Dear Dorothies-There is but one thing I can make: that is pictures. So I send you a few already-I hope you can use them for The Catholic Worker. But this bothers me about them. Doesn't it cost you an awful lot of money to get the plates made? Can you find out if I couldn't possibly engrave or etch them directly upon wood or whatever the metal is they use? Please let me know in case you find out. I mean to do you more of the "Corporal Works of Mercy" but I thought I'd start with "Harboring the Harborless" as winter is yet far from finished. I also mean to do your Patron St. Joseph for his feast in March. And whenever you are in need of a picture please ask me. All right? With all my best for the Work. 114 E. 90 A de Bethune N---Y---C
Next, Ade gathered up two shopping bags of clothes for the poor and paid her second visit to the Catholic Worker. She was wearing a trench coat and beret. Dorothy Day thought she was carrying her belongings and looking for shelter.
A tall woman, with a face as though it had been carved by an axe, told me very kindly, "I'm so sorry; we don't have any more room." I was so shy that I stuttered, "I'm the girl who made the pictures for you; and I brought these clothes for you." "Oh," she said, "You are? Fine." She took the two shopping bags and sat me on a pile of newspapers. Then she took out a missal and said, "All right, we're going to use your Saint Joseph for March, but we'll need a picture for April. Saint Catherine of Siena's feast comes in April. She was the twenty-first child in her family and was cook for the big household, including the dye workers of her father's business. Catherine decided to make the kitchen her cloister, her place of prayer.
Stoughton, Judith. Proud Donkey of Schaerbeek: Ade Bethune, Catholic Worker Artist. (St. Clound, MN, North Star Press, 1988), p. 37
Dorothy Day Meets
For the first six months that we published The Catholic Worker, we longed for an artist who could illustrate Peter's ideas. An answer to our prayers came in the form of a young girl just out of high school who signed her work, A. de Bethune. Her woodcuts were of worker-saints, St. Peter the fisherman, St. Paul writing in prisons, walking the roads and indoctrinating St. Timothy, St. Crispin the shoemaker, St. Conrad and a host of minor saints, if any saints could be called minor who gave their lives for the faith, whose hearts burned with so single-hearted a fire.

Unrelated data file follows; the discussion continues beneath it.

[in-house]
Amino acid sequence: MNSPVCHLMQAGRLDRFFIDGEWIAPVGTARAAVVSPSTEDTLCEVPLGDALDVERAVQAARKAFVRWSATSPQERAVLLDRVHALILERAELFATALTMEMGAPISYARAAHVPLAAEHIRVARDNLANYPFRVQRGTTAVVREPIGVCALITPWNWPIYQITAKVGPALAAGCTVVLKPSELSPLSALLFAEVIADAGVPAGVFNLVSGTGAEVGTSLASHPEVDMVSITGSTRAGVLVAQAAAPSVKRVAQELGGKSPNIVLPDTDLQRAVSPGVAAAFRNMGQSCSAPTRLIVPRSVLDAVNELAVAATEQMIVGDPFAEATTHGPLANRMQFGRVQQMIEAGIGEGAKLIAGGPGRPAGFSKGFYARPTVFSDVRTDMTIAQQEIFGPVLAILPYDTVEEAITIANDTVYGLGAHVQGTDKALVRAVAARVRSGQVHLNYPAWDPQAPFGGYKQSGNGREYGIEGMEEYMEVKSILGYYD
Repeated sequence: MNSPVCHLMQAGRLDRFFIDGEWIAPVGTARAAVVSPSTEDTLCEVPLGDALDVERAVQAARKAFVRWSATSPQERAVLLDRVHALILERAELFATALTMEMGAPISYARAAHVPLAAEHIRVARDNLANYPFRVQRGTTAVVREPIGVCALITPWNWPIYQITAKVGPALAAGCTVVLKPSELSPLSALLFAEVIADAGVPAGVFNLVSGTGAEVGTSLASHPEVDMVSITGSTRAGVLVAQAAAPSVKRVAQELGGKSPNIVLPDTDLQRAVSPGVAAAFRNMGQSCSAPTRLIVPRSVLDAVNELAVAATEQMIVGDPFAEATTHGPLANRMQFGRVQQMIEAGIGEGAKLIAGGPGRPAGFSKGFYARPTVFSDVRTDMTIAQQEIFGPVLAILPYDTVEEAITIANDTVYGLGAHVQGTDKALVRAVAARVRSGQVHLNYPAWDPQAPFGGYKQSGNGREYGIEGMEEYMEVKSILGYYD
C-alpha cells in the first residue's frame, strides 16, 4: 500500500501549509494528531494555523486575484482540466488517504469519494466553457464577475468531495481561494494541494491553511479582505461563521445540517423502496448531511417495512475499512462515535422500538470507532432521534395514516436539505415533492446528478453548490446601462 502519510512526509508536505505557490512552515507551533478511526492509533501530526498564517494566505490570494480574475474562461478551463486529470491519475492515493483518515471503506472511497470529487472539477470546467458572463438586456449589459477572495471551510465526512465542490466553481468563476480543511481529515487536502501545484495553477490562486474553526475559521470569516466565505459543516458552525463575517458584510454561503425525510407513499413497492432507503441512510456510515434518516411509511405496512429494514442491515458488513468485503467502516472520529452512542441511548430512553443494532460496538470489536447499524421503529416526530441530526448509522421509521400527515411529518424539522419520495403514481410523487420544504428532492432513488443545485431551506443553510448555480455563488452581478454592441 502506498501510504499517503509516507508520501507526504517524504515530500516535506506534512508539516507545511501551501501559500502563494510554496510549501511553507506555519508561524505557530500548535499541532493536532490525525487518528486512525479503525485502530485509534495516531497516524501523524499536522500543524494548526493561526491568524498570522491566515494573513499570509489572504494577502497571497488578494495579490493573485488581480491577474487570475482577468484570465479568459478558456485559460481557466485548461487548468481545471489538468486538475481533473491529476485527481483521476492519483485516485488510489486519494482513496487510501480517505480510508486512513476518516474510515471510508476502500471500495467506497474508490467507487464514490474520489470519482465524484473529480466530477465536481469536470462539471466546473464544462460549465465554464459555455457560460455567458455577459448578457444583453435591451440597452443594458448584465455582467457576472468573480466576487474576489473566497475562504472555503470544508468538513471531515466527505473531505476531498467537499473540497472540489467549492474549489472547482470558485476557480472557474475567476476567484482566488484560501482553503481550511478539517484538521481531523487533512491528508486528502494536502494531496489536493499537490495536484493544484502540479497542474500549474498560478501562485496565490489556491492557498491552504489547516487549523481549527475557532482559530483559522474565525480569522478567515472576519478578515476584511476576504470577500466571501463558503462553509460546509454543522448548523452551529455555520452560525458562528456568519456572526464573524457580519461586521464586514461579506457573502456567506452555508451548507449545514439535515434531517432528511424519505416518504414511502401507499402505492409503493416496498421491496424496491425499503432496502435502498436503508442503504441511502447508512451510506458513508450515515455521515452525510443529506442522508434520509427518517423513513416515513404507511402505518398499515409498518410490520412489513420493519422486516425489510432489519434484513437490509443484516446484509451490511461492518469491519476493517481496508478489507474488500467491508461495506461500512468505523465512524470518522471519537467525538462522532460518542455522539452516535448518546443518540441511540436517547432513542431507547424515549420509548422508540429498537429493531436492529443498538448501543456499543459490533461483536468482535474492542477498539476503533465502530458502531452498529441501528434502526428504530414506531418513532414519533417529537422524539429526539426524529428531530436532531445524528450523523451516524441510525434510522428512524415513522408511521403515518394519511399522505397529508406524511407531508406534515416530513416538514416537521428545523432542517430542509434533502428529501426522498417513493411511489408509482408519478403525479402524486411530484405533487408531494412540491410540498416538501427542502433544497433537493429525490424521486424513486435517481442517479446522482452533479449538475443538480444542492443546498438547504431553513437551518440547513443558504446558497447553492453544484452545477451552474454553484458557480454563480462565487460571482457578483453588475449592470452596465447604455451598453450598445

"A picture," Ade reminded us, "was worth ten thousand words." Through a misunderstanding as to her name, we signed her pictures Ade Bethune and so she was called by all of us. She was Belgian and it was only some years later that we knew her title, which her mother continued to use, Baronne de Bethune. The aristocrat and the peasant Peter got on famously. "Our word is tradition," he said happily, and wrote a little essay, "Shouting a Word."
Mrs. Bethune and her daughter illustrated for Peter many ideas besides noblesse oblige. He liked to illustrate his ideas by calling attention to people who exemplified them. The Bethune family performed all the works of mercy out of slender resources, earned by the labor of their hands. They had come to this country at the close of World War I. They exemplified voluntary poverty and manual labor and the love of neighbors to the highest degree.
When Ade built up her studio in Newport where the family moved soon after we met them, she took in apprentices, young girls from different parts of the country who could not have afforded to pay tuition or to support themselves. Two of her apprentices married and went to live on Catholic Worker farms, and are now mothers of large families. My own daughter went to her when she was sixteen and stayed a year, learning the household arts. For to Ade, as to Eric Gill and Peter Maurin, the holy man was the whole man, the man of integrity, who not only tried to change the world, but to live in it as it was.
Whenever I visited Ade I came away with a renewed zest for life. She has such a sense of the sacramentality of life, the goodness of things, a sense that is translated in all her works whether it was illustrating a missal, making stained-glass windows or sewing, cooking or gardening. To do things perfectly was always her aim. Another first principle she always taught was to aim high. "If you are going to put a cross bar on an H," she said, "you have to aim higher than your sense of sight tells you."
Dorothy Day. The Long Loneliness. New York: Harper & Brothers, 1952. p.190-1.